Paul Simon Hits High Note With 'Capeman,' 'Old Friends'
With a career spanning five decades, pop singer/songwriter Paul Simon is at the height of his powers, and his evolution is beautifully displayed in two new recordings. Old Friends (Columbia Legacy) is a three-disc box of music by Simon & Garfunkel, the folk-rock duo merging Simon's songwriting talents with Art Garfunkel's vocal skills. Songs From the Capeman (Warner Bros.) is Paul Simon's first new solo recording in six years and offers 13 songs from his forthcoming Broadway musical, "The Capeman," scheduled to open at New York's Marquis Theatre on Jan. 29.
Play the two collections sequentially, and some intriguing and entertaining aspects of Simon's music snap into focus. From his first mature songs created for Simon & Garfunkel in the 1960s, evidences of Simon's fascination with issues of social injustice surface. While Simon has insisted in interviews that his songs have never been politically focused, he has consistently been concerned with creating songs about society's most marginalized and misunderstood characters. "Richard Cory" is the ultimate ballad of the alienated businessman; "The Boxer," a touching saga of an athletic has-been; and "Old Friends," a tale of the neglected elderly.
The genius of Simon & Garfunkel, lovingly captured by the 59 tracks of "Old Friends" (which include two early demos, 10 live recordings, and three newly discovered studio recordings), was to set these societally engaged lyrics to hummable melodies performed with choirboy sweetness. That was the Simon & Garfunkel trademark: closely harmonized folk songs marked by conscience-disturbing lyrics. Think of their music as dulcet entertainment with a barb.
The previously unreleased songs on "Old Friends" are not revelations, being tuneful variations on familiar riffs and subjects. But what is revelatory is the precise elegance of their harmonizing, heard clearly for the first time through the sterling remastering of the original source tapes. And while a handful of songs sound dated - the word "groovy" peppering several numbers sounds antiquarian - most hold up remarkably well as thoughtful entertainment, pop music full of pretty hooks about life's not-so-pretty moments.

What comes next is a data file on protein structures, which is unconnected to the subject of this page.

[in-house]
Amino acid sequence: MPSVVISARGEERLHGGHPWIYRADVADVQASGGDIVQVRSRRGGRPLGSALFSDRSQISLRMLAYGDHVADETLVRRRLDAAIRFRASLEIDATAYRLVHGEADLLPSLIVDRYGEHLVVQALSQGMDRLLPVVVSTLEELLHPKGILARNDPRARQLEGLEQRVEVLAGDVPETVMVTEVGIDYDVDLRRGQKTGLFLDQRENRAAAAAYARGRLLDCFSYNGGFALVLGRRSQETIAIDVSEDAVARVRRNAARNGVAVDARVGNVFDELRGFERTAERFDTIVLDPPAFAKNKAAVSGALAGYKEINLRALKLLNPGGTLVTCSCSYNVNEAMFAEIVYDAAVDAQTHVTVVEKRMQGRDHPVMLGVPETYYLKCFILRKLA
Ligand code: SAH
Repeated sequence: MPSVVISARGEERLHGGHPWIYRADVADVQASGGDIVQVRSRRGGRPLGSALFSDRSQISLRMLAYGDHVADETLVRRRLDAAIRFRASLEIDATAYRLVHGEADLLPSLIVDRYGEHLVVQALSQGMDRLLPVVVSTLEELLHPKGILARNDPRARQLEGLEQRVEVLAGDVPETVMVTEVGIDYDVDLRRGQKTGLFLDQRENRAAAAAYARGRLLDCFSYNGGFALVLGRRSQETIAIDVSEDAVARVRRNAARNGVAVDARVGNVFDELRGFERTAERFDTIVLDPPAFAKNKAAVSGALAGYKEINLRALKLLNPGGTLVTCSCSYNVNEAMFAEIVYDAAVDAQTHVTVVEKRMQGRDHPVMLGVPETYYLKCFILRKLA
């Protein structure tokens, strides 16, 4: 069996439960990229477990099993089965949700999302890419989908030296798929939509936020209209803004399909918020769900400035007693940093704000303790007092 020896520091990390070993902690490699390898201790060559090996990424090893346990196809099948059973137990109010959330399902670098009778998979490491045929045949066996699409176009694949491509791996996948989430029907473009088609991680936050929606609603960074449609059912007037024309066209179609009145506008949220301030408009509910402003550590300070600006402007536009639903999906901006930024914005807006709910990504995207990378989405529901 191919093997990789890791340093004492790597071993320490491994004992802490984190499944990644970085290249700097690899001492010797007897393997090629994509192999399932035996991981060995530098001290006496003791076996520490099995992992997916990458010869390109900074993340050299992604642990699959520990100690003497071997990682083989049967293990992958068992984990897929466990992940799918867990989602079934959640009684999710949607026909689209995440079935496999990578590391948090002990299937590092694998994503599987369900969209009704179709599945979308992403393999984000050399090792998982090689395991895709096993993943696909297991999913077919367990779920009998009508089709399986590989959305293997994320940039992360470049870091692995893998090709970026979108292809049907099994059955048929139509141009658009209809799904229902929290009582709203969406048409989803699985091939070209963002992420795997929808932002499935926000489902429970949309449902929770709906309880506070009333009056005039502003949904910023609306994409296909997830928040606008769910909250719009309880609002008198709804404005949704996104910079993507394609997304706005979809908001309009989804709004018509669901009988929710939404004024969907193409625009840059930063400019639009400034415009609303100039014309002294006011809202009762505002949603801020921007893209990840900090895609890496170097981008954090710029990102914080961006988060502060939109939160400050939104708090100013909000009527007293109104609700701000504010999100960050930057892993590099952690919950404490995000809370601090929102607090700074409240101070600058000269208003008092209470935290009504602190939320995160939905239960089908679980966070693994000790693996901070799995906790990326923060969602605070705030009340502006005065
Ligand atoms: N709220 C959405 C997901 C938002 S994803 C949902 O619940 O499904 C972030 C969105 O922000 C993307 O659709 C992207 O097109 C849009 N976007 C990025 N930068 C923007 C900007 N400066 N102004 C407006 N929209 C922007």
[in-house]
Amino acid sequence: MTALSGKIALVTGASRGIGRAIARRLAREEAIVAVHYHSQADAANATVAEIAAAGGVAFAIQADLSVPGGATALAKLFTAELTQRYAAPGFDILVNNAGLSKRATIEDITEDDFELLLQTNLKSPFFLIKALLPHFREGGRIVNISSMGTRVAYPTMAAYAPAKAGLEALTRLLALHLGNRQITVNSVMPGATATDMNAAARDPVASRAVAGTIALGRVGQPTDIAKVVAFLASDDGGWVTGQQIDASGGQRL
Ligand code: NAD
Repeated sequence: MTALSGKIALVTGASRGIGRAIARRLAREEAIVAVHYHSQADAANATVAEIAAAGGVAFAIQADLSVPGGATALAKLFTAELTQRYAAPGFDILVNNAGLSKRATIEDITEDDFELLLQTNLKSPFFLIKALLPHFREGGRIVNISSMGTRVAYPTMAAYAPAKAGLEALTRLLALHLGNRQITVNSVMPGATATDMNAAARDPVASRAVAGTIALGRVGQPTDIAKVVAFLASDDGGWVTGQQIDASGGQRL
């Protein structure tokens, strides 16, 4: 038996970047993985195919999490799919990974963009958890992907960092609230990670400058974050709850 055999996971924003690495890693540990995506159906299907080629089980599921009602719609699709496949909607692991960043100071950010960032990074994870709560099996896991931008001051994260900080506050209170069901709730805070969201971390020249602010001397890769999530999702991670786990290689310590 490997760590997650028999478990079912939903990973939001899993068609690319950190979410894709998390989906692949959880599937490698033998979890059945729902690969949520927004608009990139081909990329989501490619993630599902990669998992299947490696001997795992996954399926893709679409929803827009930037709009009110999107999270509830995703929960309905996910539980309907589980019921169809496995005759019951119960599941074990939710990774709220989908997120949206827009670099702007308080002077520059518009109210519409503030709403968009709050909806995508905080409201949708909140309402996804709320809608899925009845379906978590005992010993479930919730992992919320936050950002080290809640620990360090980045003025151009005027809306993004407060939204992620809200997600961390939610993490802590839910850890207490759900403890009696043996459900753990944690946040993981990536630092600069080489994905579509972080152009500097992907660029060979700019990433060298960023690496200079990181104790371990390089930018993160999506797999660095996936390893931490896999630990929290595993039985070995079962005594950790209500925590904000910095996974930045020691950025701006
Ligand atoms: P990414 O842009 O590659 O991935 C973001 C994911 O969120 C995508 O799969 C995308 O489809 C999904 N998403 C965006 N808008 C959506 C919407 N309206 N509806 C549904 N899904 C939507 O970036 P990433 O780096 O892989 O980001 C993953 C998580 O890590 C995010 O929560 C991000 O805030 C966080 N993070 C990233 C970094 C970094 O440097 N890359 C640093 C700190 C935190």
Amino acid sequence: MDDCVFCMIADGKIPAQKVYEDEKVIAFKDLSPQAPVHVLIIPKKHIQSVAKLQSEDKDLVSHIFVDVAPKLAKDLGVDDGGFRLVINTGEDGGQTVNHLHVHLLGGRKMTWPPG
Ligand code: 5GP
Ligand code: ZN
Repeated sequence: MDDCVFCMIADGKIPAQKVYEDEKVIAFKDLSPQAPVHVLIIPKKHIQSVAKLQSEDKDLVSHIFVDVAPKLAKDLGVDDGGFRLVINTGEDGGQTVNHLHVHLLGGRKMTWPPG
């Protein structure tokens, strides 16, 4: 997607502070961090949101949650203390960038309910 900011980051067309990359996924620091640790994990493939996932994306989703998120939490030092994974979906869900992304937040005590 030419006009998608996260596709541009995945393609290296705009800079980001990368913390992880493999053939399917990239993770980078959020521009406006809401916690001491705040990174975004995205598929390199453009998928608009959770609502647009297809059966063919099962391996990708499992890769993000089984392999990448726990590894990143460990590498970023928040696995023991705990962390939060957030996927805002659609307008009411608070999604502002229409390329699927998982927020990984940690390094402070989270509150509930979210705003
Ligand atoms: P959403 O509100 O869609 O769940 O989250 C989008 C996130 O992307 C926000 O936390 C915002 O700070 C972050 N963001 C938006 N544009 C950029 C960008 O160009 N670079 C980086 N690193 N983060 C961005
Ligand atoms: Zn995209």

When Simon left the duo and began his solo career in the early 1970s, he immediately fell in love with Caribbean rhythms. Songs on his first solo album like "Me and Julio Down by the Schoolyard" marked his involvement, which evolved into a fascination with the African rhythms undergirding Caribbean music, an interest culminating in his Grammy-winning "Graceland" album.
"Songs From the Capeman" fuses Latin musical styles (salsa and calypso) with early rock vocal styles (doo-wop). It tells the complex story of Salvador Agron, a New York, Puerto Rican teenager who committed a gang murder and spent the rest of his life attempting to redeem himself.
Through songs written for a wide spectrum of characters, ranging from Agron's mother to his prison guard, Simon, with help from Nobel Prize-winning poet Derek Walcott, creates dramatic scenarios raising the question of what constitutes redemption for us all.
In the most memorable song, "Time Is an Ocean" - the title a paraphrase of Walcott's poem "The Sea Is History" - Simon has Agron sing, "I'll take the evil in me/ And turn it into good." In a musical setting framed by Latin drums and piano, the words assume a heft and glow and musicality found in only the greatest musical dramas.